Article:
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Sir S. What, have you found your senses at last then? In good time, sir.

Val. You were abused, sir; I never was distracted. For. How? not mad, Mr, Scandal?

Scand. No, really, sir; I'm his witness, it was all counterfeit.

Val, I thought I had reasons

-but it was a poor

contrivance the effect has shown it such.

Sir S. Contrivance! what, to cheat me? to cheat your father! Sirrah, could you hope to prosper?

Val. Indeed, I thought, sir, when the father endea voured to undo the son, it was a reasonable return of

nature.

Sir S. Very good, sir, Mr. Buckram, are you ready? Come, sir, will you sign and seal?

Val. If you please, sir; but first I would ask this lady one question.

Sir S. Sir, you must ask me leave first That lady! No, sir; you shall ask that lady no questions, till you have asked her blessing, sir; that lady is to be my wife,

Val. I have heard as much, sir; but I would have it from her own mouth.

Sir S. That's as much as to say, I lie, sir; and you don't believe what I say,

Val. Pardon me, sir. But I reflect, that I very lately counterfeited madness: I don't know but the frolic may go round.

Sir S. Come, chuck, satisfy him, answer him.Come, Mr. Buckram, the pen and ink.

Buck. Here it is, sir, with the deed; all is ready. [VALENTINE goes to ANGELICA. Ang. "Tis true, you have a great while pretended love to me; nay, what if you were sincere? Still you must pardon me, if I think my own inclinations have a better right to dispose of my person, than yours. Sir S. Are you answered now, sir?

Val. Yes, sir.

Sir S. Where's your plot, sir? and your contri

vance now, sir? Will you sign, sir? Come, will you sign and seal, sir?

Val. With all my heart, sir.

Scand. 'Sdeath, you are not mad, indeed? to ruin yourself?

Val. I have been disappointed of my only hope; and he, that loses hope, may part with any thing. I never valued fortune, but as it was subservient to my pleasure; and my only pleasure was to please this lady: I have made many vain attempts; and find at last that nothing but my ruin can effect it; which, for that reason, I will sign to.- -Give me the Ang. Generous Valentine! Buck. Here is the deed, sir.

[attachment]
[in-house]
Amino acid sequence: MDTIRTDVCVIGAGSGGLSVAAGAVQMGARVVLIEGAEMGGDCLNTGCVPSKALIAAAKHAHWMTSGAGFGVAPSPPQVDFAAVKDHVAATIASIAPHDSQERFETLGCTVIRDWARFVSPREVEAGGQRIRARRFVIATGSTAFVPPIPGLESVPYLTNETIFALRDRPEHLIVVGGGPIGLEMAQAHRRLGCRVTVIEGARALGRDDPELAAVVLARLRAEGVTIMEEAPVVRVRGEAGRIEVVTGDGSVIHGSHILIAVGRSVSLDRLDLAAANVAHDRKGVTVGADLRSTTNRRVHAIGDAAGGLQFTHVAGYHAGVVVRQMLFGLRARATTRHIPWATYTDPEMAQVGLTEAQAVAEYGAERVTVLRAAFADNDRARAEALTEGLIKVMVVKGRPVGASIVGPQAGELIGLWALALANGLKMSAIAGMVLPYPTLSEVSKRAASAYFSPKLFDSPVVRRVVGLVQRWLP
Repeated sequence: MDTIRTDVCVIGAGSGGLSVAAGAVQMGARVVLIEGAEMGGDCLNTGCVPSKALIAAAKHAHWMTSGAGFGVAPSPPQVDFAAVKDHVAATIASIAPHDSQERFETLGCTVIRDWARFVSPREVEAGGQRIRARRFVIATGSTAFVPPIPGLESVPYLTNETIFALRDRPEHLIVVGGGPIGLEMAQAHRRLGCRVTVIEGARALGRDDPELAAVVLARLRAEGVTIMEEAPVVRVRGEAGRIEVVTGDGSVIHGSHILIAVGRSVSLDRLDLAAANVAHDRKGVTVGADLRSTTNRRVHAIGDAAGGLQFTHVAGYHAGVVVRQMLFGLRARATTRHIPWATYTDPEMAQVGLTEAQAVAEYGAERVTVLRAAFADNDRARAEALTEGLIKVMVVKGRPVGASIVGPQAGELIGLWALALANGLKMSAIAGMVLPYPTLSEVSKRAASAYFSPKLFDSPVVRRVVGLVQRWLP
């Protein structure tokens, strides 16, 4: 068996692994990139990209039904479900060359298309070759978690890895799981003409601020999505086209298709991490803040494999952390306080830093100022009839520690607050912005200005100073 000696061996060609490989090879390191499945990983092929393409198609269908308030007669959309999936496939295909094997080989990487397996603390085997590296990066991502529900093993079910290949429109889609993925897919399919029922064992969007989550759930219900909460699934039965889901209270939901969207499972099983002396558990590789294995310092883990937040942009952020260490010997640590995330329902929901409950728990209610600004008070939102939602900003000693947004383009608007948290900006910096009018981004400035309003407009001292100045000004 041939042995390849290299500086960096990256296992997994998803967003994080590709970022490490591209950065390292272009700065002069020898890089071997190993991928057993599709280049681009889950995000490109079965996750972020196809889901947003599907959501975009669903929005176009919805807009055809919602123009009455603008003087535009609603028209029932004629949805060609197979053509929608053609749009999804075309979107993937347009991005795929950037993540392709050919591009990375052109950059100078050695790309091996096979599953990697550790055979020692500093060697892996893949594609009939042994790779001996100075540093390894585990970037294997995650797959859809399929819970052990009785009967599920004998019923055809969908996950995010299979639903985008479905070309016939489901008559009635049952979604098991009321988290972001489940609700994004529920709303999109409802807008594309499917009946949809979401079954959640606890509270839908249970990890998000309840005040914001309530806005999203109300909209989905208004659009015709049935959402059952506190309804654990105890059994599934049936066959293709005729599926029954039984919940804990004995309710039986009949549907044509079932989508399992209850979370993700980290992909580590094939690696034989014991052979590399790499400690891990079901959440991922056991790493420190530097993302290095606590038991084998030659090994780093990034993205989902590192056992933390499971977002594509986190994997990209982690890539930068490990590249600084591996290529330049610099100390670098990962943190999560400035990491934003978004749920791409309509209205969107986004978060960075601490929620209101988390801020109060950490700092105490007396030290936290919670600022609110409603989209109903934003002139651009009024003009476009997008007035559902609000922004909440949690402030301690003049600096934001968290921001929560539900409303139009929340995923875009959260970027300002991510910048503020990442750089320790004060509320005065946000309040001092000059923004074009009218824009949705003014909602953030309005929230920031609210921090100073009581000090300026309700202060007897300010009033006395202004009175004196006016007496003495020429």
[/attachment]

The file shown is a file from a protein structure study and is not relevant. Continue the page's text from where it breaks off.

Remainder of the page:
paper.

[Aside.

Val. But where is the bond, by which I am obliged to sign this?

Buck. Sir Sampson, you have it.

Ang. No, I have it; and I'll use it, as I would every thing that is an enemy to Valentine.

Sir S. How now?

Val. Ha!

[Tears the Paper.

Ang. Had I the world to give you, it could not make me worthy of so generous and faithful a passion. Here's my hand; my heart was always yours, and struggled very hard to make this utmost trial of your virtue. [To VALENTINE. Val. Between pleasure and amazement, I am lost→ but on my knees I take the blessing.

Sir S. Oons, what is the meaning of this?

Ben. Mess, here's the wind changed again. Father, you and I may make a voyage together now!

Ang. Well, Sir Sampson, since I have played you a trick, I'll advise you how you may avoid such another. Learn to be a good father, or you'll never get a second wife. I always loved your son, and hated your unforgiving nature; and it is hardly more pleasure to me, that I can make him and myself happy, than that I can punish you.

Sir S. Gons, you're à crocodile.

For. Really, Sir Sampson, this is a sudden eclipse. Sir S. You're an illiterate old fool; and I'm another. The stars are liars; and if I had breath, I'd curse them and you, myself, and all the world. Tatt. Sir, sir, if you are in all this disorder for want of a wife, I can spare you mine.

Sir S. Confound you and your wife together.

[Exeunt SIR SAMPSON and FORESIGHT. Tatt. Oh, are you there, sir? I am indebted to you for my happiness. [TO JEREMY.

Jer. Sir, I ask you ten thousand pardons: it was an arrant mistake. You see, sir, my master was never mad, nor any thing like it.-Then how can it be otherwise?

Kal. Tattle, I thank you; you would have interposed between me and heaven; but Providence laid purgatory in your way. You have but justice.

Scand. [To ANGELICA.] Well, madam, you have done exemplary justice, in punishing an inhuman father, and rewarding a faithful lover: but there is a third good work, which I, in particular, must thank you for: I was an infidel to your sex, and you have converted me- -for now I am convinced that all women are not, like fortune, blind in bestowing favours, either on those who do not merit, or who do not want them.

Ang. It is an unreasonable accusation that you lay upon our sex. You tax us with injustice, only to cover your own want of merit. You would all have the reward of love; but few have the constancy to stay till it becomes your due. How few, like Valentine, would persevere even to martyrdom, and sacrifice their interest to their constancy? In admiring me, you misplace the novelty.

The miracle to-day is, that we find

A lover true; not that a woman's kind. [Exeunt.

THE END

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